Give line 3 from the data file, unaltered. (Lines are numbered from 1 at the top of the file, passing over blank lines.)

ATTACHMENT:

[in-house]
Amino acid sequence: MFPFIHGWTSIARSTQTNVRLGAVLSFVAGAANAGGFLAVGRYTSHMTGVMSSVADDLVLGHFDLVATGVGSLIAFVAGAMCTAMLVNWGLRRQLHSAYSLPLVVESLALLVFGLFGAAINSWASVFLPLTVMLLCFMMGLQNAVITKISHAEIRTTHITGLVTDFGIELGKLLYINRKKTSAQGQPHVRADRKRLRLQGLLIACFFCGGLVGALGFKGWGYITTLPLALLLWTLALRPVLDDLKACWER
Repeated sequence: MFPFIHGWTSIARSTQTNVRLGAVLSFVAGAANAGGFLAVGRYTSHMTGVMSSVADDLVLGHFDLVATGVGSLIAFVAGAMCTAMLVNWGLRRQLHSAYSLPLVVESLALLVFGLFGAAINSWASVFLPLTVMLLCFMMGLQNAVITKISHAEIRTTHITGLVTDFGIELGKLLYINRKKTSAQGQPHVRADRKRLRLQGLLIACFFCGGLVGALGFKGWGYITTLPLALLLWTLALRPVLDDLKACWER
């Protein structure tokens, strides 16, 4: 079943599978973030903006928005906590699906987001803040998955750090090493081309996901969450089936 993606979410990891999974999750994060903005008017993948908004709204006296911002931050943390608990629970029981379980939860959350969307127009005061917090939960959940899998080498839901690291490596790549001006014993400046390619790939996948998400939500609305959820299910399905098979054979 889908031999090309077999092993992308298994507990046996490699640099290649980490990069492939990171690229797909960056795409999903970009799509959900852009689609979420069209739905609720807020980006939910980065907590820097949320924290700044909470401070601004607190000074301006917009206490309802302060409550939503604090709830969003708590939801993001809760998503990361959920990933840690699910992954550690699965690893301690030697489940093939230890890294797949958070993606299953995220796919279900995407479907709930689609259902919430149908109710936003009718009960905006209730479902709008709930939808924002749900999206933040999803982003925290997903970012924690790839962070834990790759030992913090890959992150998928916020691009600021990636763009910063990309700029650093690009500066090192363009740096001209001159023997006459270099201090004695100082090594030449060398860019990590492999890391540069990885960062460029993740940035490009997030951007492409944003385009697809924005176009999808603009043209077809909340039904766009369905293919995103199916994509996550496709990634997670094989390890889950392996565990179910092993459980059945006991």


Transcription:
Repeated sequence: MFPFIHGWTSIARSTQTNVRLGAVLSFVAGAANAGGFLAVGRYTSHMTGVMSSVADDLVLGHFDLVATGVGSLIAFVAGAMCTAMLVNWGLRRQLHSAYSLPLVVESLALLVFGLFGAAINSWASVFLPLTVMLLCFMMGLQNAVITKISHAEIRTTHITGLVTDFGIELGKLLYINRKKTSAQGQPHVRADRKRLRLQGLLIACFFCGGLVGALGFKGWGYITTLPLALLLWTLALRPVLDDLKACWER